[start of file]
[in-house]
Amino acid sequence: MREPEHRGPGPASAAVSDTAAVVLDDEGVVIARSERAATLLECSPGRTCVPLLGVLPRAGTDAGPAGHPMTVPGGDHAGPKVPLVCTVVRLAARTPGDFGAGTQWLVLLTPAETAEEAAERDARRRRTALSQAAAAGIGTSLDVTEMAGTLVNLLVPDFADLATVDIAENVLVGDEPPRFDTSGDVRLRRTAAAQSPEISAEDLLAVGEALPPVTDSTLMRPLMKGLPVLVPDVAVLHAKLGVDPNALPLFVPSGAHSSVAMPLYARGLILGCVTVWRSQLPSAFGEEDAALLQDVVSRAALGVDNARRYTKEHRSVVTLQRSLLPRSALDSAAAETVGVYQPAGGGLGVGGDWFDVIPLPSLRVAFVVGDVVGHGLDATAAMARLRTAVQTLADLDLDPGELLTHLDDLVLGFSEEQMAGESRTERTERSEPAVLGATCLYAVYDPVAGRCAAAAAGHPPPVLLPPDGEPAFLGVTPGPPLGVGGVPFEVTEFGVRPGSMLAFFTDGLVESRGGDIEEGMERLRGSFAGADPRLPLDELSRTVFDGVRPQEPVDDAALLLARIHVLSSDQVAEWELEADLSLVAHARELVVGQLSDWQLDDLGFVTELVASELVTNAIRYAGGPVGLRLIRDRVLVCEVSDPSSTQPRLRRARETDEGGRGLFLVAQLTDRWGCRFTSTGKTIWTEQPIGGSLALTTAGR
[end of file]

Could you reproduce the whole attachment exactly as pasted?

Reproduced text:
[in-house]
Amino acid sequence: MREPEHRGPGPASAAVSDTAAVVLDDEGVVIARSERAATLLECSPGRTCVPLLGVLPRAGTDAGPAGHPMTVPGGDHAGPKVPLVCTVVRLAARTPGDFGAGTQWLVLLTPAETAEEAAERDARRRRTALSQAAAAGIGTSLDVTEMAGTLVNLLVPDFADLATVDIAENVLVGDEPPRFDTSGDVRLRRTAAAQSPEISAEDLLAVGEALPPVTDSTLMRPLMKGLPVLVPDVAVLHAKLGVDPNALPLFVPSGAHSSVAMPLYARGLILGCVTVWRSQLPSAFGEEDAALLQDVVSRAALGVDNARRYTKEHRSVVTLQRSLLPRSALDSAAAETVGVYQPAGGGLGVGGDWFDVIPLPSLRVAFVVGDVVGHGLDATAAMARLRTAVQTLADLDLDPGELLTHLDDLVLGFSEEQMAGESRTERTERSEPAVLGATCLYAVYDPVAGRCAAAAAGHPPPVLLPPDGEPAFLGVTPGPPLGVGGVPFEVTEFGVRPGSMLAFFTDGLVESRGGDIEEGMERLRGSFAGADPRLPLDELSRTVFDGVRPQEPVDDAALLLARIHVLSSDQVAEWELEADLSLVAHARELVVGQLSDWQLDDLGFVTELVASELVTNAIRYAGGPVGLRLIRDRVLVCEVSDPSSTQPRLRRARETDEGGRGLFLVAQLTDRWGCRFTSTGKTIWTEQPIGGSLALTTAGR